Who We Are

For the last 125 years, Families First has been providing empowering solutions for Atlanta’s most vulnerable population by connecting, strengthening and sustaining families.  In 1890, Families First started as an orphanage on the Westside of the city and since then, we’ve become the first licensed adoption agency in the state of Georgia (1937), we opened the first group home for troubled teens in the state (1964) and developed a curriculum that more than 200 communities across the country use to help divorcing parents learn how to co-parent their children (1989).

In 2014, Families First served more than 37,000 children, women and families during life’s toughest storms. We currently have 12 office locations across metro-Atlanta, three (3) group homes that service foster care youth in our city, one (1) home that serves single mothers in the foster care system and one (1) home that supports formerly homeless teen mothers and their children. We also manage 45 units at a local apartment complex, which offers shelter and safety for homeless families struggling with a major illness, mental health concerns or substance abuse issues.  In these facilities children, youth and families learn the importance of education, working to support their family and important life-skills. At Families First, we recognize the cycles of poverty are not broken by one program alone, so that is why we offer 11 programs. Through multiple locations, collaborations with community partners and virtual services, Families First responds whenever and wherever we are needed. 


Families First was founded in 1890 by two determined women who saw the need of helping orphaned girls in the state of Georgia. Due to the amounts of poverty across the US at that time, orphans were at an all time high, as families traveled to find work; leaving their children behind. Today, that orphanage has turned into a family-service agency that  helps more than 40,000 women, children and families annually across metro-Atlanta area.

Over the past 125 years, we’ve grown but also learned that we cannot stay the same. Needs have changed. Family dynamics are different. Children are forced to grow up faster today than ever before. At Families First, we are constantly adjusting to the needs of our community, leveraging donations more efficiently, and working toward long-term, family sustainability.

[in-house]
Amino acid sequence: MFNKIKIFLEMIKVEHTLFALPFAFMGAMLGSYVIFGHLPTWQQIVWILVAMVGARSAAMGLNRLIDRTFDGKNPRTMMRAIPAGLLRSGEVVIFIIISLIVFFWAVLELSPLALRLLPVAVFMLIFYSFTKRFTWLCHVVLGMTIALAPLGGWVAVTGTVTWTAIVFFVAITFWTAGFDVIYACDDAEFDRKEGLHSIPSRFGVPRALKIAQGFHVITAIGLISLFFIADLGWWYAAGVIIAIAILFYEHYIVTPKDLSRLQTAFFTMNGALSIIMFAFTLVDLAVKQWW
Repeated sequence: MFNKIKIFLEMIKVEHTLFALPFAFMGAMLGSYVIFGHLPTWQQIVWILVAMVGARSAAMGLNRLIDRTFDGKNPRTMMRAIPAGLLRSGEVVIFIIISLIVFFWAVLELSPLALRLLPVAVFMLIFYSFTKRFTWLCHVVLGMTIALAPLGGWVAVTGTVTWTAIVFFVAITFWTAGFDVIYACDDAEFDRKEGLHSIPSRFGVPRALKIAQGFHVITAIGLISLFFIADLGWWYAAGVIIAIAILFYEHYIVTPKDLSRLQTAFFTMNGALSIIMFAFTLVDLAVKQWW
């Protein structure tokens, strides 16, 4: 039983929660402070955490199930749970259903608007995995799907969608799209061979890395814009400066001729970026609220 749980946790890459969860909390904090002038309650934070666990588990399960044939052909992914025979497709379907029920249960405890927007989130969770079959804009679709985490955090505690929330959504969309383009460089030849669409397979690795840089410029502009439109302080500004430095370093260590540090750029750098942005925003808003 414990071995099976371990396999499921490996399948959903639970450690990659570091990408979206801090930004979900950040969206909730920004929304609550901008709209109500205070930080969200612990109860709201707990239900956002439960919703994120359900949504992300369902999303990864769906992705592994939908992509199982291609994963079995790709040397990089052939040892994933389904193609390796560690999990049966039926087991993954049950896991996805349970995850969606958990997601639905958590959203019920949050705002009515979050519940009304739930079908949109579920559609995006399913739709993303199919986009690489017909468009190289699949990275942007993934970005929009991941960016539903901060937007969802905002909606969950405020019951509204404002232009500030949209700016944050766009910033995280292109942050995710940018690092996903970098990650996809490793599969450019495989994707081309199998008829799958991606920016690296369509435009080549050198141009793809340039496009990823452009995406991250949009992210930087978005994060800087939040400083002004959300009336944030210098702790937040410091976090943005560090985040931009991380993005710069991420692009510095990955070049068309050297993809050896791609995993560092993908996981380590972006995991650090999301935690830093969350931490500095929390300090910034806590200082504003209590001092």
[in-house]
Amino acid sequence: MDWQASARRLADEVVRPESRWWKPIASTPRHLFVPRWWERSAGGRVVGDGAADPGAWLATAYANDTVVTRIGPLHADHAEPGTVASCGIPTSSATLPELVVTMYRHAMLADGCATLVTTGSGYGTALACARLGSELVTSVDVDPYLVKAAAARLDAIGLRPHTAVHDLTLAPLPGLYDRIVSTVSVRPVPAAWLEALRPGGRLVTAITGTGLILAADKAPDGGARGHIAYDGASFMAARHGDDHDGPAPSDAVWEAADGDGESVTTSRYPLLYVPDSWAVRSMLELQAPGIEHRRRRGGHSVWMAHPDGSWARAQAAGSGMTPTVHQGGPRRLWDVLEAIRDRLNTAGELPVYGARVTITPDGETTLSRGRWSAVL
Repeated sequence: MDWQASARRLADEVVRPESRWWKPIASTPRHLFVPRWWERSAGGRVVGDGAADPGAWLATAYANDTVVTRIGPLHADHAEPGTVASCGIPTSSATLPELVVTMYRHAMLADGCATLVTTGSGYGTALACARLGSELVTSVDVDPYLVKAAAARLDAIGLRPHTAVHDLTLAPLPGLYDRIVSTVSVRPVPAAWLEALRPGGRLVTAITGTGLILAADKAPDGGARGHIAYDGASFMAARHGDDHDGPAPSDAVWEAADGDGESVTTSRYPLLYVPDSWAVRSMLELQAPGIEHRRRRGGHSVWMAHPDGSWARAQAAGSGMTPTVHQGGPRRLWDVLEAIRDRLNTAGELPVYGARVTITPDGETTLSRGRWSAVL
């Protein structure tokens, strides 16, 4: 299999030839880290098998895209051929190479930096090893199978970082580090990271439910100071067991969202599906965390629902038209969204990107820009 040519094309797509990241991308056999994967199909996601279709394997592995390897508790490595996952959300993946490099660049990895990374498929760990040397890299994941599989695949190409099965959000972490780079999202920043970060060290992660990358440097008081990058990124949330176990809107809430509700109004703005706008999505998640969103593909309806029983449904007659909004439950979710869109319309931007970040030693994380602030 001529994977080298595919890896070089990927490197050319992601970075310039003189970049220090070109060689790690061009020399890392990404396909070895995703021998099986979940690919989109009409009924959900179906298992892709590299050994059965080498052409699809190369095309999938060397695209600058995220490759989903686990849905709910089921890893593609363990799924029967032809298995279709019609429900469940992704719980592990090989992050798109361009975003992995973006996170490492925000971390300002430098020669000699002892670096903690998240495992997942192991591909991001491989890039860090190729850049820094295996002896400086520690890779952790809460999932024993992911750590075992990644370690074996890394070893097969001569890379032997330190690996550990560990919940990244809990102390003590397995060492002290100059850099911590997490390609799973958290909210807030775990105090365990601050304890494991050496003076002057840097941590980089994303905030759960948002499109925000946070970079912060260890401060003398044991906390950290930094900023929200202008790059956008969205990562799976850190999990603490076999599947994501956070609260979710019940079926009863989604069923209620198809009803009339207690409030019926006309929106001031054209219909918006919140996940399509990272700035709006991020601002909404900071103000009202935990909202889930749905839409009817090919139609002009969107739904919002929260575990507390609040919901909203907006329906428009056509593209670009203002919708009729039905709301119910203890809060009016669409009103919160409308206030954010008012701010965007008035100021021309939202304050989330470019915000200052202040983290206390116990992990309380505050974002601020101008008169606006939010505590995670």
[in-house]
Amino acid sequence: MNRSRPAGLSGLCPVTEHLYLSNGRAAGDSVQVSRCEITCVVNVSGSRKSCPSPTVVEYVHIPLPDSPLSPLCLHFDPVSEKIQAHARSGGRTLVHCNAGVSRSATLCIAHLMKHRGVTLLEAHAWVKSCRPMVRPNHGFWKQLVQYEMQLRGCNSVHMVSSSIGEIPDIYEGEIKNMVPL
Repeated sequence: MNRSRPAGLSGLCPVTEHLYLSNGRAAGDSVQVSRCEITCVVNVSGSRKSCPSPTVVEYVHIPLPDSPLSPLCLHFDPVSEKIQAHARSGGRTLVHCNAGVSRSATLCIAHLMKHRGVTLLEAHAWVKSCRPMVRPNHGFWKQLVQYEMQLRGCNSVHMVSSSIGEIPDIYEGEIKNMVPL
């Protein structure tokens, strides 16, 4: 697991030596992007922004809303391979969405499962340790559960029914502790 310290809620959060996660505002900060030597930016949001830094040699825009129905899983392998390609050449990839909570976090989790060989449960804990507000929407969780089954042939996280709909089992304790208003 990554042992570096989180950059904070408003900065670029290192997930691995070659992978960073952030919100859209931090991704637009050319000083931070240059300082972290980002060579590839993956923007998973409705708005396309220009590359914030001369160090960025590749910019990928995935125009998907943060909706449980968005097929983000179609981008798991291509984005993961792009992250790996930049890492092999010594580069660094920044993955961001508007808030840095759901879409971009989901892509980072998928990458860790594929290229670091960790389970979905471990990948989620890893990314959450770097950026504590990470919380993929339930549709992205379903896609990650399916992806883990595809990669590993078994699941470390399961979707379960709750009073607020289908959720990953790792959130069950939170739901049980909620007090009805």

127 Years of Impact

Children enjoy recess outside the first home of the Leonard Street Orphans' Home for Colored Girls

In 1890, The Leonard Street Orphans’ Home was founded by Lucetta M. Lawson and Sarah L. Grant. It was a turbulent time in Atlanta’s history. Then, as now, children and families suffered from the pressures of poverty, dislocation, and bewildering social change. Only 45% of American workers earned yearly wages above the “poverty line” of $500.

This excerpt from the charter petition describes the purpose of the Leonard Street Orphanage:
“…to train and take care of needy, colored girls who are orphans or have neither parents nor other relatives able to provide for them.” – September 12, 1890.

The Atlanta Child's Home on Simpson Road

In 1907, Mrs. Laura Robinson attended a court hearing where a young mother was sentenced to jail and saw how the mother was worried about her child while she was going to be incarcerated. Laura took the child into her home and thus, Atlanta Child’s Home was born. For more information about the history of the Atlanta Child’s Home, click here.

Laura’s husband, Frank Mason Robinson, a civic leader and the first Secretary-Treasurer of the Coca-Cola Company, supported his wife’s efforts and was proud of her leadership. Incidentally, Mr. Robinson is credited with designing the Coca-Cola logo, which today is internationally recognized. The work of Laura Robinson is reflected in a number of agencies, including the Florence Crittenton Home, the Home for the Friendless (now Hillside Hospital) and the Child Welfare Association.